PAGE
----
Hey Morgan. How’s this? The energy reality is that nuclear energy has been around 20 Billion years and on Earth 4.5 Billion Years and we discovered it a century ago. The universe has been holding out on us long enough.
If you’re looking for slogans, the simplest are often the best:
Anti-Nuclear Is Pro-Coal
Anti-Nuclear Is Pro-Fracking
You could also point out:
The Navajo Nation sits on $XXX Trillion of Uranium.
Their Great White Anti-Nuke Brothers want them to disown it.
Sound familiar, Kemosabe?
(“$XX” means “check the current numbers”.)
– Shutting down all of Japan’s nuclear power stations made $50 billion for the coal industry.
– Shutting down Germany’s nuclear energy industry has made $130 for Chinese solar panel companies, $XX billion for European coal interests, and XX billion for GAZPROM.
– And you demand to know who’s paying MY salary?
Or simpler yet:
Nuclear Energy. Because poor people deserve carbon-free energy, too.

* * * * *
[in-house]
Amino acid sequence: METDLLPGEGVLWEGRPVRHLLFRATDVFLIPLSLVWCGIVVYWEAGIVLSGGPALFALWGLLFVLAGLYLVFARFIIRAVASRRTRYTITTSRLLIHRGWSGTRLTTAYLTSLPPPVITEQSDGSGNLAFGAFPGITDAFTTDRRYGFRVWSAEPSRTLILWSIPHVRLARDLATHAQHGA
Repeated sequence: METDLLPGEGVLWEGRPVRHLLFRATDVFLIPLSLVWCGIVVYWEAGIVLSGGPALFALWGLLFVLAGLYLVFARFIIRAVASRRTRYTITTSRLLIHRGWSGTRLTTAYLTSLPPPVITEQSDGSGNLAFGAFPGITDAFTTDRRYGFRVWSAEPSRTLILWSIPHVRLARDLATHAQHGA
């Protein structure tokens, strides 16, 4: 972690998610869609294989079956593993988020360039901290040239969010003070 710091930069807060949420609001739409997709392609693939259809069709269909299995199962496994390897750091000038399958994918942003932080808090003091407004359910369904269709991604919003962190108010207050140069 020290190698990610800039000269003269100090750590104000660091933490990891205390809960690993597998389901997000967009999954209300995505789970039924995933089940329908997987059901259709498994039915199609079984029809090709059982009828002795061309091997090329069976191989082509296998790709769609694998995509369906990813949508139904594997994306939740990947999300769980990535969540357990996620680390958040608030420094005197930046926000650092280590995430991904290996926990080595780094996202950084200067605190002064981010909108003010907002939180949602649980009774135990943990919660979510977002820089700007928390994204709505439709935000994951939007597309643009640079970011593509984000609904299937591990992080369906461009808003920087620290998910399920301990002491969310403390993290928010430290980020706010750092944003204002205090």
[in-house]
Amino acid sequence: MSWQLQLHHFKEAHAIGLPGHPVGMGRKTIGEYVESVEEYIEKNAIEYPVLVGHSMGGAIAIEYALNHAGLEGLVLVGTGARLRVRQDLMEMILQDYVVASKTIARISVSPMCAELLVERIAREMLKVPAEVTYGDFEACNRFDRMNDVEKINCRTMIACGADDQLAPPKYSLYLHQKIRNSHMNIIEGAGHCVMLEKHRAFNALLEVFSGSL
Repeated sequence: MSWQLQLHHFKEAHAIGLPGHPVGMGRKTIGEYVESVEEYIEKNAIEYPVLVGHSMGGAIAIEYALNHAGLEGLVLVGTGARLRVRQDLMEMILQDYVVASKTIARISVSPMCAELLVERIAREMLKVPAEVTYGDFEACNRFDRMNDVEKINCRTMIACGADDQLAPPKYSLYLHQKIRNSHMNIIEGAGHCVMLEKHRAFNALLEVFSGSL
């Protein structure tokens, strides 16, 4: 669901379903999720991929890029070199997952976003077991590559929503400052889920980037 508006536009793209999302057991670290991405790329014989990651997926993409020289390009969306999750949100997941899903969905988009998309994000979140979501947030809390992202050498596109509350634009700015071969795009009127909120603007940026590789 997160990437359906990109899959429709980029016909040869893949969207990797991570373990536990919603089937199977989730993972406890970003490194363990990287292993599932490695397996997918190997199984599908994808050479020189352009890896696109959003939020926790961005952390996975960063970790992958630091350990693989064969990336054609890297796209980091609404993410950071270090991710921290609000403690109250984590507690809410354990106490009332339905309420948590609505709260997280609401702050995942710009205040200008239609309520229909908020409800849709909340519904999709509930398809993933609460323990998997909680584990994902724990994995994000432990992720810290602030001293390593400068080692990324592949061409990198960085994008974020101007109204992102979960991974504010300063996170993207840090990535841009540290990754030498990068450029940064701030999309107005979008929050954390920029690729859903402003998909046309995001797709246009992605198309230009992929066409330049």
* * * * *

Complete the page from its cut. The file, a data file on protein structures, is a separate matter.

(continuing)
Today during lunch I caught a program on cable TV called “Strip The City” which takes apart the technology that runs a city. Today Toronto was featured and when they got to what runs Toronto — er, Gee. I didn’t know Toronto runs thanks to Niagara Falls! They spent over a third of the show on it! A mention about nuclear? I must’ve been in the bathroom at the time. Maybe this “overlook” was best because they’d need all that ominious rumbling music and darkly shaded lenses while showing how supernaturally hazardous nukes are while showing nuclear workers trying to keep the dragon barely under control.
With media, nuclear just can’t win!
Good on you Steve. I’m out here in So Cal watching most of my co-workers at San Onofre “go down the road” of unemployment or scramble to find jobs–most of which are either out of state or many miles away. We didn’t think a permanent shut down was likely until it happened so my activity refuting the lies in the editorials was much belated. Accuracy is not a luxury anti-nukes can afford so the end justifies the means. In our case, the liars led the sheep and our disgraceful senator, madam boxer, stuck the knife in. Here at San Onofre we’ve learned quite a bit about the shut down process from Kewaunee, perhaps Vermont Yankee can do the same.
San Onofre Nuclear Generating Station